From September 7 through October 21, 2023, two full floors of Hauser & Wirths 22nd Street location in New York will celebrate the life and work of prolific American abstractionist Ed Clark (19262019).
To Bend the Ear of the Outer World, an engaging exhibition astutely curated by Gary Garrels, brings together abstract works by forty-one artists in Gagosians two Mayfair galleries.
As opposed to a memory palace, Melike Kara has planted a memory garden on the floor of the gallery at the Kunst Halle Sankt Gallen. The composition of Emines Garden (named after her grandmother) is ambiguous: five large paintings on canvas lie flat, slightly raised from the floor, while laminated directly to that floor is a labyrinth of grainy black-and-white family photographs.
Smaller than Precious Okoyomons 59th Venice Biennale installation at the Arsenale, the presentation in the Eternal City operates like an echo chamber, not only for the ear but also for the eye and the skin. Beautywith its allure and dangerous aloofnessis a core in the artists work in poetry, visual art, and food. Under seedlings of botanical beauty, questions of power grow.
Ay-Ōs Happy Rainbow Hell is the first American museum show for the ninety-two year old, Tokyo-based Fluxus artist who ceased art-making in 2017, though he is a veteran of tributes in his native Japan. Centering around eighty rainbow serigraphs the museum has acquired, this treasure trove creates an ideal port of entry for a presentation by Assistant Curator of Japanese Art, Kit Brooks, to the little-explored, contemporary yet timeless Ay-Ō Flux-story.
If Cecilia Vicuña’s earlier quipus explored the ways that fiber can alter architecture or how this unique form can be adapted to document contemporary life, Sonoran Quipu is investigating something more ineffable: relationship, connection, dependency, resilience.
Since 1994, Edward Steichens landmark exhibition The Family of Man has been on display at Clervaux Castlean outpost of the Centre national de l'audiovisuel (CNA)in northern Luxembourg. Between 2011 and 2013, these works underwent a campaign of conservation treatments that Luxembourger photographer Jeff Weber was invited to document.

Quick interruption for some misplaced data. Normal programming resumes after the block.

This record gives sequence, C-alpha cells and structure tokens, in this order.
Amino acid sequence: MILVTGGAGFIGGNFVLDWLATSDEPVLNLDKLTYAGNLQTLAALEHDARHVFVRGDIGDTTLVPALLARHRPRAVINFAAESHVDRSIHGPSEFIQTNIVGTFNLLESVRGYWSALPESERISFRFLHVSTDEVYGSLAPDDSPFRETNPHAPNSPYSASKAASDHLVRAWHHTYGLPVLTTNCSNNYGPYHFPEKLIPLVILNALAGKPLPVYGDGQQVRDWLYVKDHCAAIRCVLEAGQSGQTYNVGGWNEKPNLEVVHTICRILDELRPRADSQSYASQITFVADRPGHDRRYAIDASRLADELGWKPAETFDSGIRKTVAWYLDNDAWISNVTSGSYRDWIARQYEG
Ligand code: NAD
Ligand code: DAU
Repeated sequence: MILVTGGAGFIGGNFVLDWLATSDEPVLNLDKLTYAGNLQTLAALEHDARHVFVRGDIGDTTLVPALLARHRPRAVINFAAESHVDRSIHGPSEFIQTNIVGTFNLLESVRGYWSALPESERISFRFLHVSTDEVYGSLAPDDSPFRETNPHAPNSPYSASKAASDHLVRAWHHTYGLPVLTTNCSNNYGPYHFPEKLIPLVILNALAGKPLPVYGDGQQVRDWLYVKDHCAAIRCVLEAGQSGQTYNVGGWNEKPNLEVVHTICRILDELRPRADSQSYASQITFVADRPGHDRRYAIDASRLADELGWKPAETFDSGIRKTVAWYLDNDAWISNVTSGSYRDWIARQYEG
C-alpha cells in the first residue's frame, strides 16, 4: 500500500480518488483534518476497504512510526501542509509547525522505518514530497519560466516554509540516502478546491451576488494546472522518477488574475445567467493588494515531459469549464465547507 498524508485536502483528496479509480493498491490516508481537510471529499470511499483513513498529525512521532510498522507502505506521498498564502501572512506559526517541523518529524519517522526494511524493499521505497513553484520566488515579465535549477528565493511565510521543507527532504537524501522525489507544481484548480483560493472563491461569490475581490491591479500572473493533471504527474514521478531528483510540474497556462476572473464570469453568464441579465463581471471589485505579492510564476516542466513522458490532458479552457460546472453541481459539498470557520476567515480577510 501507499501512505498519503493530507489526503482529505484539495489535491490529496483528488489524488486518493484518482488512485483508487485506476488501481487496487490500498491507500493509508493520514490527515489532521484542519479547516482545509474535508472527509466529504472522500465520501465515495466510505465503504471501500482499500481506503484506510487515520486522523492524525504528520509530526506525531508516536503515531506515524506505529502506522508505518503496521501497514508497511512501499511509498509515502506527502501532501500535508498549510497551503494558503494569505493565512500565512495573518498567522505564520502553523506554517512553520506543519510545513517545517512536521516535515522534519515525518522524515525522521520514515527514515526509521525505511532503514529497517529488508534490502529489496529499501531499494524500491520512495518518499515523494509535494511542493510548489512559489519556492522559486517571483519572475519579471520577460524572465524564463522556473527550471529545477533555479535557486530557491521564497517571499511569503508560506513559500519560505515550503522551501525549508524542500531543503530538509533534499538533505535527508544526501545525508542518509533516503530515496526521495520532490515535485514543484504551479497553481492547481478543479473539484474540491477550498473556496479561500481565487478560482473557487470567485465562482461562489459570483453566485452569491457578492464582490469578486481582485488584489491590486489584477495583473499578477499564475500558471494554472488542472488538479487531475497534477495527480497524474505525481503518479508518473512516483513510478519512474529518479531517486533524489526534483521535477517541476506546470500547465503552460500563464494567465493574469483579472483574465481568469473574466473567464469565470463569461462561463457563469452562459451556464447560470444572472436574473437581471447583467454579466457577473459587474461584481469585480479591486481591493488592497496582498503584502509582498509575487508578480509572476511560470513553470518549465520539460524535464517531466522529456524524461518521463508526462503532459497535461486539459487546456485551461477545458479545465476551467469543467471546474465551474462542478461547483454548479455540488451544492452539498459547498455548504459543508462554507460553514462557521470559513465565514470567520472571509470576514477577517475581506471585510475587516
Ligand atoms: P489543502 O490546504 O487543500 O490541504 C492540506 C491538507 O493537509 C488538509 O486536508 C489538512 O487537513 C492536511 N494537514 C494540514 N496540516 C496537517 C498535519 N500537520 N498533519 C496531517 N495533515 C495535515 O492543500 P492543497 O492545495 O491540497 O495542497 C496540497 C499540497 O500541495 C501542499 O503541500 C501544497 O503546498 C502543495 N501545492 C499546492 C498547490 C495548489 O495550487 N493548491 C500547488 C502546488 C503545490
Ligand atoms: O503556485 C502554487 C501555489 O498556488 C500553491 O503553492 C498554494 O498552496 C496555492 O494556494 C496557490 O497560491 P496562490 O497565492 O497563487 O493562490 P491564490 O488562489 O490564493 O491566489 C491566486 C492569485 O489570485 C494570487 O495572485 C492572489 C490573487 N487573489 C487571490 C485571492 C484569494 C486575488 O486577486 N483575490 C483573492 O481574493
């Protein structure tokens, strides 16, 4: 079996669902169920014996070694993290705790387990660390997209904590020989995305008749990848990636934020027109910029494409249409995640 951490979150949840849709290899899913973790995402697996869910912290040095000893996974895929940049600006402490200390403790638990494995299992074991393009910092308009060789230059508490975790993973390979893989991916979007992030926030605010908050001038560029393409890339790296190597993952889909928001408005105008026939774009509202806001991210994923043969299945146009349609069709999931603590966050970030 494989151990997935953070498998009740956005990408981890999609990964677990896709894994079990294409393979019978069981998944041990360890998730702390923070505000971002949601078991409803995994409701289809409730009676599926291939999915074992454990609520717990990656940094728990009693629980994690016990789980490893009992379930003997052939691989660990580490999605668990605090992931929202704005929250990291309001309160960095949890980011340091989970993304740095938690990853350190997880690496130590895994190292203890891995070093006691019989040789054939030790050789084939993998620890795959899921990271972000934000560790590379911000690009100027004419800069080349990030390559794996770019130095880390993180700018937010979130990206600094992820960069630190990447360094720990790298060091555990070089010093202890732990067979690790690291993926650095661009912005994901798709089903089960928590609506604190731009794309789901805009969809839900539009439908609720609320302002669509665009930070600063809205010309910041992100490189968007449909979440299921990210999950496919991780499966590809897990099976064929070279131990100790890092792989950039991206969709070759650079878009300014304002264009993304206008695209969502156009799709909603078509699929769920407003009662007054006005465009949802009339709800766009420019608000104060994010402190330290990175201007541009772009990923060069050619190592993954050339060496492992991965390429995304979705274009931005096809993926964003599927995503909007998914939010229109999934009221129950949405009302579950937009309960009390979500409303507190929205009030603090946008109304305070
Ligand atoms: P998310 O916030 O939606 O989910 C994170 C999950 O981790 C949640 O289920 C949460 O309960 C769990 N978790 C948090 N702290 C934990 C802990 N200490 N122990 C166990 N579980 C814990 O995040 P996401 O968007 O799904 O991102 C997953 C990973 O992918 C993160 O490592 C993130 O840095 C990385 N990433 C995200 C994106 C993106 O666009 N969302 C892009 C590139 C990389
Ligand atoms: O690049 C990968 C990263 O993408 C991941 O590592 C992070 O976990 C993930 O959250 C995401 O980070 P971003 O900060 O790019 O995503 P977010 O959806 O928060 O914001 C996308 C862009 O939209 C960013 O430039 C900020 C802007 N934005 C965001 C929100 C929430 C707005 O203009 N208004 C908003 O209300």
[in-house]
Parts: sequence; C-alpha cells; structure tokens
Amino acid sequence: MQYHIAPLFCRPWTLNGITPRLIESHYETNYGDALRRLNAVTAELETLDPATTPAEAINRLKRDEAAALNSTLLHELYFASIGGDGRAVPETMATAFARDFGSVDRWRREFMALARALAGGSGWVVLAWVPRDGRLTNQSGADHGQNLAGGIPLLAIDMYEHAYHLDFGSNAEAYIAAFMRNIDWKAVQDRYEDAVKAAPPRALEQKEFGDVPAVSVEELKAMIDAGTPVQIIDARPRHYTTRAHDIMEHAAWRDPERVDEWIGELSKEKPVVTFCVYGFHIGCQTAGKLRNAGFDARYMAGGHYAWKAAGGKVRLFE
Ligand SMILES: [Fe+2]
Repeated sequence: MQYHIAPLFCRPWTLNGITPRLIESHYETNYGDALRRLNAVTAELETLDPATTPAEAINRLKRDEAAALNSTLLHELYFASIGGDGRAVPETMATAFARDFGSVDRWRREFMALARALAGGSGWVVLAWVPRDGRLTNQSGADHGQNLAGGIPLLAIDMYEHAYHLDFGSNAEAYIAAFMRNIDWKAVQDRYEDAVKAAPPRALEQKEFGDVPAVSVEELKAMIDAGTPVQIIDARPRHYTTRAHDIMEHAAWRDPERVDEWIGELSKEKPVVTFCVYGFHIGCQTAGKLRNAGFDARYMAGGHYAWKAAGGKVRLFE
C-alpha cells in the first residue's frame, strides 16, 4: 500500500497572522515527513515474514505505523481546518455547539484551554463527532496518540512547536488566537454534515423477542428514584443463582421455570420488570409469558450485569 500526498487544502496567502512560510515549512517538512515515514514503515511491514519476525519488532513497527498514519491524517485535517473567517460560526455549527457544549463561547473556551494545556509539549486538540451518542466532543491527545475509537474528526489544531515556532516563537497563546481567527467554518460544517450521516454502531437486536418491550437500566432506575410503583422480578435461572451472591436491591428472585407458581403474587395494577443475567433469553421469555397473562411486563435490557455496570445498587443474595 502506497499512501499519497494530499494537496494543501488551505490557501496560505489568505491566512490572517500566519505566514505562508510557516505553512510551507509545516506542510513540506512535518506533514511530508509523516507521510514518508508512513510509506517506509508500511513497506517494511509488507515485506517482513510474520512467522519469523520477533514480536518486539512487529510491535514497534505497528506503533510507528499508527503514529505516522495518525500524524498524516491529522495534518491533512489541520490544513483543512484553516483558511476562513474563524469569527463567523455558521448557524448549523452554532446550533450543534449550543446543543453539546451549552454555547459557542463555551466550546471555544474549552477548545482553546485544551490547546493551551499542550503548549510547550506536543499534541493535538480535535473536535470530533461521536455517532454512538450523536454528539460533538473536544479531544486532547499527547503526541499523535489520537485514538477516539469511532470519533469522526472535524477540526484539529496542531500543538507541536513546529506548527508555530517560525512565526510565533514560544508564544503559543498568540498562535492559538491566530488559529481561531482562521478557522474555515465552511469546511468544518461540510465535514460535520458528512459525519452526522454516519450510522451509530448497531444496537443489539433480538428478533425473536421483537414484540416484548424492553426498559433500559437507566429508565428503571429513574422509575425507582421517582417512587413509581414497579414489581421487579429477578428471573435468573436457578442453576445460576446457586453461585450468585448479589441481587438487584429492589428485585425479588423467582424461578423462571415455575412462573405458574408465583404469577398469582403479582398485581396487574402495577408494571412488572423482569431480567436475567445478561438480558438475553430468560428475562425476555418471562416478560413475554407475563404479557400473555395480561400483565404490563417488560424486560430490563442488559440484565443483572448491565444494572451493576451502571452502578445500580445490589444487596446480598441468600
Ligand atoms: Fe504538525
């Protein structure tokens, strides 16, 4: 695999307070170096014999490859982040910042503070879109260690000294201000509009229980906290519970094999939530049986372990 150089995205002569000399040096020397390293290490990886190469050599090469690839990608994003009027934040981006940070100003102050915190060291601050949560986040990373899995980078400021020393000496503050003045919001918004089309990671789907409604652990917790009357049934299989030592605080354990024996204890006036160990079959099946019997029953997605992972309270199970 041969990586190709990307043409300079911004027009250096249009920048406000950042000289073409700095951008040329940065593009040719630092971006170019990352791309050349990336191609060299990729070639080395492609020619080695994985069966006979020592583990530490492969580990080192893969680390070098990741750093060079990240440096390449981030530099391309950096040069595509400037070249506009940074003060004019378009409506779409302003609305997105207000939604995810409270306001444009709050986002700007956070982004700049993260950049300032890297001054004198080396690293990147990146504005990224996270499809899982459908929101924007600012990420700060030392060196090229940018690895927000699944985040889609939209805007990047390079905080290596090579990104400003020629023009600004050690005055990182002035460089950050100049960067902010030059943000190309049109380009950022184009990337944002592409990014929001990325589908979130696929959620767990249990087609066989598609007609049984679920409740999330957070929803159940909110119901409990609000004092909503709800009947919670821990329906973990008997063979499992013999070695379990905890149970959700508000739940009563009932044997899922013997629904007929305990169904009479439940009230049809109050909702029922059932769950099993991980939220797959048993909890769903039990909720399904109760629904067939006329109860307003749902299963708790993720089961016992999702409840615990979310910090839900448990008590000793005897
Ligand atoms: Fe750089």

Gary Gisslers exhibition there there amounts to a mini retrospective of his meticulously executed paintings and drawings. His work as a psychoanalyst has given him intimate knowledge of the limits of speech as a medium for interpersonal communication. For the last twenty years, he has combined traditional art materials, such as oils, gesso, and ink, with collage elements like linen and mylar to explore the ways language both conveys and conceals meaning.
For Tender Mooring, Anousha Payne’s current solo exhibition at Deli Gallery in New York, eight new works (all 2023) respond to The Gravity of Fur, a fictional story written by Payne. The resulting exhibition follows a transformation of its maker as she grapples with the narratives central relationship.
The retrospective exhibition of Robert Motherwells paintings currently at the Modern Art Museum of Fort Worth is exhilarating. I came away with the sense that he has lived in totality, and that an infinite reservoir of awareness is in service for him at the moment of creation.
If there is a chaos in Barbara Friedmans new paintings, it is just that: a maw of possibility, full of glistening teeth, gums, and tongues, eyes peering out, each one the beginning of a world.